Memorable movie music is baked into the Twilight Time DNA, so today’s birthday convergence of four mighty maestros is duly and worthily noted…and notated.
Equipped with a deep background as an opera composer and lyric tenor, Joseph Carl Briel (1870-1926) devised a rousing compilation score for D.W. Griffith’s The Birth of a Nation (1915), which became an undeniable component of that Civil War-era spectacular’s storytelling power, as well as an auspicious pioneering effort in film scoring in general.
A two-time Academy Award® winner for the Bob Fosse-directed musicals Cabaret (1972) and All That Jazz (1979), Ralph Burns (1922-2001) provided zippy orchestrations for Marvin Hamlisch’s offbeat score for Woody Allen’s Bananas (1971).
Master of multiple genres and All That Money Can Buy/The Devil and Daniel Webster (1941) Oscar® winner Bernard Herrmann (1911-1975) demonstrated his career-long commitment to versatility in his rich and intriguingly orchestrated work on an underwater adventure, Beneath the 12-Mile Reef (1953); an emotional “social problem” drama, Blue Denim (1959); a burly, adult Western, Garden of Evil (1954); and a family-friendly fantasy, The 3 Worlds of Gulliver (1960).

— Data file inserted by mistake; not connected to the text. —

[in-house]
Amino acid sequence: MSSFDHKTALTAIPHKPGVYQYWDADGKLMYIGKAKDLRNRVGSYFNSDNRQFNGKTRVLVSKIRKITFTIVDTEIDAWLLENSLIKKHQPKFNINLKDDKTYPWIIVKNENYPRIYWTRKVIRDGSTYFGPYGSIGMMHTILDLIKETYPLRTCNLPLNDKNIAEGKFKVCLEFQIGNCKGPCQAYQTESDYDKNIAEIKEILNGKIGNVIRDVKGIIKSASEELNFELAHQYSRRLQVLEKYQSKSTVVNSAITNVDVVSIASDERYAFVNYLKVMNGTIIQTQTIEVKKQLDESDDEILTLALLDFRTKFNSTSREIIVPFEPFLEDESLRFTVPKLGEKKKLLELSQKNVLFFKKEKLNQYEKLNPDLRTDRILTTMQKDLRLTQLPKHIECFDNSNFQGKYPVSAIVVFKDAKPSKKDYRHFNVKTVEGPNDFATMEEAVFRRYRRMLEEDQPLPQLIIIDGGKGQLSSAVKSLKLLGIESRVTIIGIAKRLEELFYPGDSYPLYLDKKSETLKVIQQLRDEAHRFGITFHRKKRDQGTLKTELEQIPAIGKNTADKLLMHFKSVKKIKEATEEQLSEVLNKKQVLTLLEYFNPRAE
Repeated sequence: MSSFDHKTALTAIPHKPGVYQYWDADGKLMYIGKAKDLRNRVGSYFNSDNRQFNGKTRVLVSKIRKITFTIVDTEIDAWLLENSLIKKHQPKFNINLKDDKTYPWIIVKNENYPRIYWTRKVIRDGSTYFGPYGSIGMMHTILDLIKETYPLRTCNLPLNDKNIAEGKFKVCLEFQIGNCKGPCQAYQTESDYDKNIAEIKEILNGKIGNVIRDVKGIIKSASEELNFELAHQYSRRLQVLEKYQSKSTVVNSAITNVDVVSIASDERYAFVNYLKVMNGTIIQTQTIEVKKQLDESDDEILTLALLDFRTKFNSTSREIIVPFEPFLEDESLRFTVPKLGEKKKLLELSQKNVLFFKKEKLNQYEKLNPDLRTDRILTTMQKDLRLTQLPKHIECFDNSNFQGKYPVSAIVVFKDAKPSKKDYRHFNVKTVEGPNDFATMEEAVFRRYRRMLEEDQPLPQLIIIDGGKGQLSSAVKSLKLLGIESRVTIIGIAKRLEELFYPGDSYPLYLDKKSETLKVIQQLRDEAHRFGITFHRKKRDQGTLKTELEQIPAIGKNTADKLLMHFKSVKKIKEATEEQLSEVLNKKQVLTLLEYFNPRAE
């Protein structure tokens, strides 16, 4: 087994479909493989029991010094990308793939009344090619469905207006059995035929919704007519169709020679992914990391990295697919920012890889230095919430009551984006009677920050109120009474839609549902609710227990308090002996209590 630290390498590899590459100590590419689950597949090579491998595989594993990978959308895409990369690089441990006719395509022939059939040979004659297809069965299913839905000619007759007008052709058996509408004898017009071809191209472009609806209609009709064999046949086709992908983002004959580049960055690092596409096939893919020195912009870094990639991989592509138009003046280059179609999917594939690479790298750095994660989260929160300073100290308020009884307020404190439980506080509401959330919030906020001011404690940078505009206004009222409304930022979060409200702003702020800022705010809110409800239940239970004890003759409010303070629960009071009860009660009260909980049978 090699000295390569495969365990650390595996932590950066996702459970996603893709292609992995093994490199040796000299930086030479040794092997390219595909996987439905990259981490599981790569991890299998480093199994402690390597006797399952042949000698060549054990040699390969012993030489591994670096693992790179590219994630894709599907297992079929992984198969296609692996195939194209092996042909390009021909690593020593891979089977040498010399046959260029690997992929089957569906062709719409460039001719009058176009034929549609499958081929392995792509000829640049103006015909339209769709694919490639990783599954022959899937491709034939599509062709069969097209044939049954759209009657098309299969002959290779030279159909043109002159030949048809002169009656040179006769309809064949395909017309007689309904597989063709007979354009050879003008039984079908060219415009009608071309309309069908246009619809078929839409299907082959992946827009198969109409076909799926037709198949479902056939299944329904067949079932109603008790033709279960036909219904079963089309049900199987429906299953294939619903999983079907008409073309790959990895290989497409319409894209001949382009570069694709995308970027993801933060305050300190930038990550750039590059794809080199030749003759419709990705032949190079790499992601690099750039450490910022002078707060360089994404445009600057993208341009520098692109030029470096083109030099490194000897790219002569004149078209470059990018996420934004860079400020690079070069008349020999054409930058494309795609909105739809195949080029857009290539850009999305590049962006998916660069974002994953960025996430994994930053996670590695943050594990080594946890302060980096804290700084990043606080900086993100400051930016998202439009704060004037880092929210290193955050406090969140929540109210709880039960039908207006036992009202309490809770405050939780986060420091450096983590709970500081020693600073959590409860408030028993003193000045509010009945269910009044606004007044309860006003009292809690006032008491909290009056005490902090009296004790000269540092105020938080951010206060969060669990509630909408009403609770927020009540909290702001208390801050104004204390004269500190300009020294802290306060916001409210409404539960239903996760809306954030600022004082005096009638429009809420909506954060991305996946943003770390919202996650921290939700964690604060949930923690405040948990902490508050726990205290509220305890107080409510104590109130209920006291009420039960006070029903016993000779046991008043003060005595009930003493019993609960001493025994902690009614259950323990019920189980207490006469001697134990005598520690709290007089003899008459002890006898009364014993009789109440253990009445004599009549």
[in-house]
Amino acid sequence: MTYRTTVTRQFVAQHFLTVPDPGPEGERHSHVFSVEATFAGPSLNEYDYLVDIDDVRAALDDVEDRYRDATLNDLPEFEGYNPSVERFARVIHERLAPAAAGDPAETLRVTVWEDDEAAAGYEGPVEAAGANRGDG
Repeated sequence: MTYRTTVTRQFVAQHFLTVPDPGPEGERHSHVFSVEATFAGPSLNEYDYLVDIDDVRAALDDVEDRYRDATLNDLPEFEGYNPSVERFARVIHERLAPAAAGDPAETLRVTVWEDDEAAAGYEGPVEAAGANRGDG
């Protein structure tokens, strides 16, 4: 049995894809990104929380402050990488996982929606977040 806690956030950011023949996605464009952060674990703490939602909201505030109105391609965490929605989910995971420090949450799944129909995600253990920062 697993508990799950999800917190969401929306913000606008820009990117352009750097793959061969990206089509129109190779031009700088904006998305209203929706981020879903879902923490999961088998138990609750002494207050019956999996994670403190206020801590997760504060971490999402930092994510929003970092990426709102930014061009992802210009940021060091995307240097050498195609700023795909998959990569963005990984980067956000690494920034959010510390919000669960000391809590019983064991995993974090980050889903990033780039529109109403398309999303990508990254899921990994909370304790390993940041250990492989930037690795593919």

Oscar®, Tony® and Pulitzer Prize-winning Hollywood and Tin Pan Alley giant Frank Loesser (1910-1969) diverted and delighted the brotherhood of humankind with his song score of the fabulously funny stage-to-screen How to Succeed in Business Without Really Trying (1967), and since music aficionado Woody Allen knows a timeless tune when he hears one, the writer-director includes a sprinkling of Loesser compositions on his soundtracks of September (1987) and Manhattan Murder Mystery (1993); in fact, the merrily muddled mystery solvers in the latter title take in – at least momentarily – the 1992 Broadway revival of Mr. L’s Guys and Dolls.
Should these gifted gents convene for a group birthday celebration in the heavenly afterlife realm, vocal entertainment of a supremely silken kind might be provided by tomorrow’s natal day honoree, the incomparable chanteuse Lena Horne (1917-2010), a headliner in virtually everything she did, but particularly in the tremendous talentfest called Stormy Weather (1943). All the above left sweet music in their wake, all accessible via sparkling TT hi-def Blu-rays.